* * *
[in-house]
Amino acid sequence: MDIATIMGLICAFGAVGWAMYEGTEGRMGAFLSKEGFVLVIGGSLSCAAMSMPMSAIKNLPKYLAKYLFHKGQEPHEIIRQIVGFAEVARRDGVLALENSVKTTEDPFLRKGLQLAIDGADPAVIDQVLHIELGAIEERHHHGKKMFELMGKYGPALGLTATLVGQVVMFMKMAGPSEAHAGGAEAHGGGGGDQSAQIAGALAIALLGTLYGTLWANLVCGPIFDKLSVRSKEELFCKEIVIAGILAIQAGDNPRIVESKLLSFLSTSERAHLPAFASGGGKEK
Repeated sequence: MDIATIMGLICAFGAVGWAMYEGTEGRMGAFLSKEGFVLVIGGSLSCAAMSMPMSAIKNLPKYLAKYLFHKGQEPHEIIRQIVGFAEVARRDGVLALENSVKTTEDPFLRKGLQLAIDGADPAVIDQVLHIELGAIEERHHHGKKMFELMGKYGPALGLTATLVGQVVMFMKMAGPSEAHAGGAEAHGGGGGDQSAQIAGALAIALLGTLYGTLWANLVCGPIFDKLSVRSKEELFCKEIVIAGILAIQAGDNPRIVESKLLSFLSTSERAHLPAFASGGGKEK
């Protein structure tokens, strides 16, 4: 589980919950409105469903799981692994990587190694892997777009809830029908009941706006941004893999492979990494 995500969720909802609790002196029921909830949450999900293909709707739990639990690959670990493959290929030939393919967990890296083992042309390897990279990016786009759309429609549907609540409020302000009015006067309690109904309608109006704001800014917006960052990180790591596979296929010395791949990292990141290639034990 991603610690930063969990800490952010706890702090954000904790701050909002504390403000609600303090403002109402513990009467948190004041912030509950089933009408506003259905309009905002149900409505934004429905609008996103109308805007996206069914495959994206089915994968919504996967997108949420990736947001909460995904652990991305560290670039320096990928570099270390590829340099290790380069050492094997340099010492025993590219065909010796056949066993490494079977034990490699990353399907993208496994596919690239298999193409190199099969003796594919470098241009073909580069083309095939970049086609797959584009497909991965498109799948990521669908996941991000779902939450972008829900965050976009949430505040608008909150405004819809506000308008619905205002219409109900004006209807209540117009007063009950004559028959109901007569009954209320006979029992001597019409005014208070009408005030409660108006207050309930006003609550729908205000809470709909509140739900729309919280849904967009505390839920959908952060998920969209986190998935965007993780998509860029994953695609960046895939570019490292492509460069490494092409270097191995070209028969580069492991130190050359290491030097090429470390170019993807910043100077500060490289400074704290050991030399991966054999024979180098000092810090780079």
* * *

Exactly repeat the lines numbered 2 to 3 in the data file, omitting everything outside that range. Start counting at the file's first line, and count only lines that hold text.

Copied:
Amino acid sequence: MDIATIMGLICAFGAVGWAMYEGTEGRMGAFLSKEGFVLVIGGSLSCAAMSMPMSAIKNLPKYLAKYLFHKGQEPHEIIRQIVGFAEVARRDGVLALENSVKTTEDPFLRKGLQLAIDGADPAVIDQVLHIELGAIEERHHHGKKMFELMGKYGPALGLTATLVGQVVMFMKMAGPSEAHAGGAEAHGGGGGDQSAQIAGALAIALLGTLYGTLWANLVCGPIFDKLSVRSKEELFCKEIVIAGILAIQAGDNPRIVESKLLSFLSTSERAHLPAFASGGGKEK
Repeated sequence: MDIATIMGLICAFGAVGWAMYEGTEGRMGAFLSKEGFVLVIGGSLSCAAMSMPMSAIKNLPKYLAKYLFHKGQEPHEIIRQIVGFAEVARRDGVLALENSVKTTEDPFLRKGLQLAIDGADPAVIDQVLHIELGAIEERHHHGKKMFELMGKYGPALGLTATLVGQVVMFMKMAGPSEAHAGGAEAHGGGGGDQSAQIAGALAIALLGTLYGTLWANLVCGPIFDKLSVRSKEELFCKEIVIAGILAIQAGDNPRIVESKLLSFLSTSERAHLPAFASGGGKEK